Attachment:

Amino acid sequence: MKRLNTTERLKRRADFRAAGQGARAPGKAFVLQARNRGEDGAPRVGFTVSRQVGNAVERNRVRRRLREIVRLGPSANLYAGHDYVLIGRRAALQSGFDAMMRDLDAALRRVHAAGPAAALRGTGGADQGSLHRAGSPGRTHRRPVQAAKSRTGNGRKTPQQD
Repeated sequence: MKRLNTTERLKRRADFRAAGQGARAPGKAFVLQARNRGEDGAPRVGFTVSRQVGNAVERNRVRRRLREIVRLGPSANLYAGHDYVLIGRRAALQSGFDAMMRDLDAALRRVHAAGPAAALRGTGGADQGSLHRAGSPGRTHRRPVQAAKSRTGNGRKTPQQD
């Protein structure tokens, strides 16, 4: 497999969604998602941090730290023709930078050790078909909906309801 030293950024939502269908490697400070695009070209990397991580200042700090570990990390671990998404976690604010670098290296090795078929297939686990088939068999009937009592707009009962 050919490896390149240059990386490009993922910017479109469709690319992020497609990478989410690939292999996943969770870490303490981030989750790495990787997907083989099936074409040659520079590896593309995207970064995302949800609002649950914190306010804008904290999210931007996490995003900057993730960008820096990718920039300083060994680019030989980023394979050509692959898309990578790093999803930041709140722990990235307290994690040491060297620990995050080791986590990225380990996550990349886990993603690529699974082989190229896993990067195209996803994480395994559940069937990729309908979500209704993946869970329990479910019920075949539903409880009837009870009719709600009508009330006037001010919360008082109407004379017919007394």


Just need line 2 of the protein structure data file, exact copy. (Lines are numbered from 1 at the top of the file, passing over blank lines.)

Repeated sequence: MKRLNTTERLKRRADFRAAGQGARAPGKAFVLQARNRGEDGAPRVGFTVSRQVGNAVERNRVRRRLREIVRLGPSANLYAGHDYVLIGRRAALQSGFDAMMRDLDAALRRVHAAGPAAALRGTGGADQGSLHRAGSPGRTHRRPVQAAKSRTGNGRKTPQQD